Help & Advice Centre


Our top tips and advice for rehoming a feline friend

With June being national ‘Adopt a Cat Month’ we thought we’d put together our top tips and advice for anyone wanting to or thinking of rehoming a feline friend.

Why rescuing is so important

There are many reasons a cat may find itself in a rehoming centre: their owners may be moving to accommodation that doesn’t allow pets; owner allergies; a new baby in the household; unable to afford the vet bill or bills in general; or domestic abuse.

Whatever the reason, each cat deserves a second chance at a forever home and rehoming one can be extremely rewarding. It’s estimated that there are currently 1.2 million cats living on the streets as strays or waiting for their forever homes in catteries. According to the RSPCA’s figures, the number of cats rehomed from 2020 - 2021 dropped by 12%; it’s believed Covid-19 and the cost of living crisis may be having a considerable effect on the number of animals surrendered to shelters and the rate to which these are subsequently rehomed.*

Fortunately, there are plenty of not-for-profit organisations out there working tirelessly to improve the situation by spaying and neutering animals at a reduced price for those on lower incomes. However, most of the time the cost of this falls entirely to the charity themselves. Cats Protection helps neuter around 130,000 cats every year, to which 15,000 of these are feral.**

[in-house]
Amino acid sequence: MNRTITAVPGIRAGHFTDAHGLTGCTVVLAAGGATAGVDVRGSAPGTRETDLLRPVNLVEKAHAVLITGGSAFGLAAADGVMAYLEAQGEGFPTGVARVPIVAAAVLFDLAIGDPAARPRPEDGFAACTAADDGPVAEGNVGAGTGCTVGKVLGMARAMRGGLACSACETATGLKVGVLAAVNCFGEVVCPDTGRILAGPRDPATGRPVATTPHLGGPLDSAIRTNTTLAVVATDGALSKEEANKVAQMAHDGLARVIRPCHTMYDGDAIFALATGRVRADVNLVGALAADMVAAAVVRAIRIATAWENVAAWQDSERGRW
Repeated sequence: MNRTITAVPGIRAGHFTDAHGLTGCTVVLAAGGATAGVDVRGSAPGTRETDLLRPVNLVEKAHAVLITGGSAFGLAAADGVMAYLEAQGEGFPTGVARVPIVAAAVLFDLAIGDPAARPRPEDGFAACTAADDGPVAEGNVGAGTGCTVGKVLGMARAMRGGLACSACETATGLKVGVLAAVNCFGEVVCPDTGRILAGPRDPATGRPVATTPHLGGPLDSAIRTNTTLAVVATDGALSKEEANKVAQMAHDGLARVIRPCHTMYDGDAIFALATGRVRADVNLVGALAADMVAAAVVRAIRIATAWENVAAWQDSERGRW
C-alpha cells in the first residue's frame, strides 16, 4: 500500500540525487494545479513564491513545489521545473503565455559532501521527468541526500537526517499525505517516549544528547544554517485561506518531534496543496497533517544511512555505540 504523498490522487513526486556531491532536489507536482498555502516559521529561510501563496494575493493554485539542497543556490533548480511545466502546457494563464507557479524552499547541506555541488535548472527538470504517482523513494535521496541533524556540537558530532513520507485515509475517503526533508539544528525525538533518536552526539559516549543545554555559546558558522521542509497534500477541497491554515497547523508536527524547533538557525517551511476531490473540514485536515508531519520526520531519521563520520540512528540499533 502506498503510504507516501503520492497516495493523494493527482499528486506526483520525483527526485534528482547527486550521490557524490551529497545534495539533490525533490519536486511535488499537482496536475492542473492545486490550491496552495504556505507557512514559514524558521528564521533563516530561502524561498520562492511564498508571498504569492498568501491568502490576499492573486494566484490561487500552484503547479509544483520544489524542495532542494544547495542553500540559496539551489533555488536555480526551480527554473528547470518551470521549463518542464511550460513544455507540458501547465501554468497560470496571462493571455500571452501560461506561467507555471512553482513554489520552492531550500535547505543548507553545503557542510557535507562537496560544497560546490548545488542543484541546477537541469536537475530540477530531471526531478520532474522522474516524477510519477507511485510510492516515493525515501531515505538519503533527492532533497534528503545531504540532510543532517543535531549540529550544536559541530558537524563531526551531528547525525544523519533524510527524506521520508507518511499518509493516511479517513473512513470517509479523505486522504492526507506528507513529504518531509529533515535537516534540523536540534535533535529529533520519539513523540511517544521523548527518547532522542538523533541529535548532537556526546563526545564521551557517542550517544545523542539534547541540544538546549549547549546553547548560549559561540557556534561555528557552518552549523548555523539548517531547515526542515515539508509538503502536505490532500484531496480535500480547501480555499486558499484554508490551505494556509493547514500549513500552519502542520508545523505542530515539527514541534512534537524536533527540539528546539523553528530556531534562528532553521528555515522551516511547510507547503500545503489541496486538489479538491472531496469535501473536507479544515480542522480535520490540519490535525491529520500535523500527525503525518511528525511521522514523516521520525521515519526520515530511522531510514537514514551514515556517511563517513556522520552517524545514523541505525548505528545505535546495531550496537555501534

Things to consider when looking to add a cat to your household:

Although some may argue that cats are easier than dogs because they don’t need a daily walk, they do still require physical exercise, mental stimulation and benefit greatly from human interaction. Cats are very clean animals however some with longer hair may require assistance with brushing to ensure their fur does not matt. Furthermore, regardless of whether you have an indoor or an outdoor cat, you’ll probably still need a litter tray which, again, will need regular cleaning and maintenance. If your cat is an indoor cat or doesn’t enjoy going outside it’s important they are still encouraged by you to get the right amount of exercise to avoid becoming overweight and unhealthy.

Adopting a cat is relatively cheap in comparison to purchasing one from a breeder, however you’ll still need to consider the cost of caring for your feline after the initial purchase. Ongoing costs, such as high quality food, flea and worm treatment, vet bills and insurance all need taking into account.

Some cats in rehoming centres may have existing short or long-term medical conditions that need to continue to be addressed after they find their forever home. Ensuring you have considered the ongoing cost for this is vital to choosing the right cat for you.

Not all cats are suitable or even want to go outdoors for exercise. It’s important to consider the home you’re bringing your cat into, not just if it’s an indoor cat. Cats like to roam freely and explore their surroundings so it’s your responsibility to check the rooms in your house are suitable to be cat scanned.